rotornut
23rd Nov 2006, 14:00
This is your captain speaking...
I'm just raising the cash to get us home

By David Brown

An airline pilot was cheered by passengers after he raided the takings of the bar and used his own money to pay the fees demanded by Senegal airport officials before they would allow the jet to fly home.

Captain John Lawrence was told to find two million francs (almost £2,000) by Dakar airport officials before the First Choice Airways jet was permitted to take off. More... (http://www.timesonline.co.uk/article/0,,2-2466817,00.html)

55yrsSLC_10yearsPPL
23rd Nov 2006, 14:29
Ah well, the far corners of the globe !

Last year I paid in Jalalabad landing fees for an IL-76 :
US $ 157.00 in cash
One par of sunglasses
A Swiss pen knife

I got some freshly baked bread as change and a hand written receipt on a Red Cross flight plan, the only piece of paper available in the tower.

Taildragger67
23rd Nov 2006, 15:41
Heard a story some years back of a 747 capt - think it was QF or CX - having to put enough juice for a jumbo on his gold Amex; can't recall the details but I think it was after a divert and they figured they wouldn't have enough juice to get to destination and the company didn't have a fuel account in that country and there was no company card on board, so he rang Ops and allowed him to put it on his personal card.

Hope he got the Membership Rewards for it!!

Howard Hughes
23rd Nov 2006, 16:47
I've had similar problems in supposedly "civilised" places. Anywhere in Italy always gets me worried having had to pay cash in Pisa, Palermo and Catania.
Place your cash in this brown paper bag Mr XXTSGR...;)

Piltdown Man
24th Nov 2006, 14:58
This is why this part of the "Third World" will find it really difficult to catch up with the "First". Greedy, incompetent and corrupt are just some of their more pleasant attributes. But what really bugs me is that countries like this to be treated as equals when they are clearly not.

TightSlot
26th Nov 2006, 17:23
Uli Derickson had to pay for fuel in order to enable her own hijack to continue!! A very brave woman - see HERE (http://doney.net/aroundaz/celebrity/derickson_uli.htm)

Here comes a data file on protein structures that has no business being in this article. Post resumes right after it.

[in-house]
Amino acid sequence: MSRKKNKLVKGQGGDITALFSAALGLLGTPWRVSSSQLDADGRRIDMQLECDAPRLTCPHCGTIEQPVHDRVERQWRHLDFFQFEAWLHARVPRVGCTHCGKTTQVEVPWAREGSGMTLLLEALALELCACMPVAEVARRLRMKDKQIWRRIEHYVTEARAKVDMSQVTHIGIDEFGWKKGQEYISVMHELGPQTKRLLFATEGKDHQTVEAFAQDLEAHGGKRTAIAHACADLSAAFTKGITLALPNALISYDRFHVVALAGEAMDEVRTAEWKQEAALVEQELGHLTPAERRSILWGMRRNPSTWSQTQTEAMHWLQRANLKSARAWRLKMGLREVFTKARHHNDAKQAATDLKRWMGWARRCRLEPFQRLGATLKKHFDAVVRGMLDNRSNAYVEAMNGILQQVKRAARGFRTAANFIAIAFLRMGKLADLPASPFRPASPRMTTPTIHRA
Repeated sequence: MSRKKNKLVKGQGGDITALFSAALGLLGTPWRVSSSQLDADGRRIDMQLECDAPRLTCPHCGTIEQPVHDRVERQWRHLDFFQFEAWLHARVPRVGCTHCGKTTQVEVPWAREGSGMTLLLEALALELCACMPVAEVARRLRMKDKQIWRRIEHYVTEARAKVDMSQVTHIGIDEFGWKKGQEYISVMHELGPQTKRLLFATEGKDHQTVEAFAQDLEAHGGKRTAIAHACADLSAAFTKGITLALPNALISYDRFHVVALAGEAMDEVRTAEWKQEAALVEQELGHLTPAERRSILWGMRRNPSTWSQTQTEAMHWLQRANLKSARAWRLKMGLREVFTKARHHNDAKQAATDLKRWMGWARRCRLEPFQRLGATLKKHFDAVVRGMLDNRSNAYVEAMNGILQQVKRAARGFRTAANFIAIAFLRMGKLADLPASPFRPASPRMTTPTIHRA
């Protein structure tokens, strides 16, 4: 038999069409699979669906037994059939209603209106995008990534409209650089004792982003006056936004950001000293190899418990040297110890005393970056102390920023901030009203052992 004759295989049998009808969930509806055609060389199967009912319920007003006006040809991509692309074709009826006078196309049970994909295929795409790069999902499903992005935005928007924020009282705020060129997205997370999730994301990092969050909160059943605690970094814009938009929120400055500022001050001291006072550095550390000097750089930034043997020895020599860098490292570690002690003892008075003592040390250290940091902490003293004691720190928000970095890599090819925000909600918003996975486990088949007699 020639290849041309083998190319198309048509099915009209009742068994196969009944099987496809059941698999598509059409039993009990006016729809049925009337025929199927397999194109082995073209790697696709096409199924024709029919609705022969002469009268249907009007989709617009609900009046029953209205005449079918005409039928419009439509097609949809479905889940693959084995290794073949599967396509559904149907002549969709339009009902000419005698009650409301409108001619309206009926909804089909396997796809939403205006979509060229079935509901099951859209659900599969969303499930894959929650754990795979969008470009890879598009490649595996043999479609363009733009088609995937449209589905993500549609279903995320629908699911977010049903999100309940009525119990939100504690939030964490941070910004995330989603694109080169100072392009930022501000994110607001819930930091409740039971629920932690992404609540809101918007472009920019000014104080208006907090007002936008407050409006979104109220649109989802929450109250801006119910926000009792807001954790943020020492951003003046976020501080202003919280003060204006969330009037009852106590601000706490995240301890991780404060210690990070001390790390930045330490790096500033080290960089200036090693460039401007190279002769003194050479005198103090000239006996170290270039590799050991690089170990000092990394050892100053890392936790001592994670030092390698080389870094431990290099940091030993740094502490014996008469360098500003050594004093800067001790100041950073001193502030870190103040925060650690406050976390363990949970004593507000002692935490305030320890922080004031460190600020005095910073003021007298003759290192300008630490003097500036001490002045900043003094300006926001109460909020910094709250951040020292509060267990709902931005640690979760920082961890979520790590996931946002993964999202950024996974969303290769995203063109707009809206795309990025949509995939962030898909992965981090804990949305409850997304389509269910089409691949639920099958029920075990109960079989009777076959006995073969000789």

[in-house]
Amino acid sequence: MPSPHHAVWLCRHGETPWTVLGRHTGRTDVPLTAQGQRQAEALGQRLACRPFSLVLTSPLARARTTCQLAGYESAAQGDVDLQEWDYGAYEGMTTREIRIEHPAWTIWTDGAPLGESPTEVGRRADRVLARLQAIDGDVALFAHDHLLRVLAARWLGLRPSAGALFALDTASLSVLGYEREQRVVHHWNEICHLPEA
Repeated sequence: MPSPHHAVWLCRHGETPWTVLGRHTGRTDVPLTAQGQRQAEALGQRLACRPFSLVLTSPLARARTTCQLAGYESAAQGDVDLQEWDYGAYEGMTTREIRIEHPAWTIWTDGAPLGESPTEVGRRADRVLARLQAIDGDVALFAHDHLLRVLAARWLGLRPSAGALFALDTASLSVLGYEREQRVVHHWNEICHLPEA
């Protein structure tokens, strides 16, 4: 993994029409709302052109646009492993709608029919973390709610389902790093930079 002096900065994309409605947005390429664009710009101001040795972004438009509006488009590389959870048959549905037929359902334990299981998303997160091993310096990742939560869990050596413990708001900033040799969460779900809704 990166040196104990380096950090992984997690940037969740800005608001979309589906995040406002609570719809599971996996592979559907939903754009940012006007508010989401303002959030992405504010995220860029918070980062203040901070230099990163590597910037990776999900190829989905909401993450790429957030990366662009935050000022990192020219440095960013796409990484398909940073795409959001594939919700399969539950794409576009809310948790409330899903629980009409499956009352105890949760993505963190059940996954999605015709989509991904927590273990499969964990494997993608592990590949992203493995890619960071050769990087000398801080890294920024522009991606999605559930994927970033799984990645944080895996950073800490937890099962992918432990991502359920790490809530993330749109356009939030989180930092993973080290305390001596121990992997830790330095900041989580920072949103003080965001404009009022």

WHBM
26th Nov 2006, 19:18
This has happened many times before. Even pax have bailed out the situation once known.

My expectation is that none of the money will make its way back into Dakar Airport formal accounts.

BEagle
26th Nov 2006, 19:30
Many a time I've had to stage through that outpost of greed known as Dakar...

Usually Air Afrique want the handling fees in US $ rather than CFAs - and it was always a sum which meant that were unlikely to be able to give any change. About US $865 as I recall? But a polite smile and the odd handshake works wonders - as does a "Ca va, M'sieur" on the radio on the way in.

And if you stay the night, find the French run restaurant on the headland which serves garlic-infused prawns which are like baby alligators! With a crisp dry wine and some crusty rolls - formidable!

CargoOne
27th Nov 2006, 10:54
Not a big surprise. Happened to us many times in Africa, Middle-East and even Europe. Everything is arranged on credit basis through the agent, confirmed in written, aircraft lands and.... airport, handlers and fuellers asking for cash. Credit cards not accepted or rejected.
So this is the reason why we now carrying cash sufficient to pay at least one turnaround (landing fees, handling and fuel) as a back-up onboard of each aircraft.

Waldo
27th Nov 2006, 20:35
I had the same problem in Dakar a few years ago. Diverted from BJL due WX in the middle of the night.
Landed in Dakar and was asked for lots of cash for "handling fees". I told them about twenty times I didnt have any cash only a credit card and in the end they gave up and didnt charge me. I think that the thought of putting up with 235 pax in the terminal for a very long time put them off.

TwinHueyMan
16th Dec 2006, 21:23
Similar but not quite as enthralling situation happened outside of Fort Campbell KY a while back... doing an acceptance flight on an old Blackhawk our unit bought when we stopped at a small airport north of the base to get gas (the units at campbell were deployed, so no gas services)... nice gentleman poured 300 gallons in and took us inside to pay, unfortunately he wasn't quite proficient with the card machine and the support center for his machine was closed for the day already, and naturally our government gas card didn't work... an hour into the process, looking at weather moving in between us and home, with one guy on the phone with the fuel card support, my buddy Jim asked if they took Visa and reached for his wallet. Everyone thought he was joking, until he called his wife and read her quite a line... "Hey honey, a $1300 bill might show up on the credit card, don't worry I'll get the money back".

Needless to say, her response was not very nice and the wallet went back into his pocket.

Got the card working and left, another crew did the same routine on another bird the next day, including the "Do you take Diners Club" bit.

Hostage takers, those airport crews!

-Mike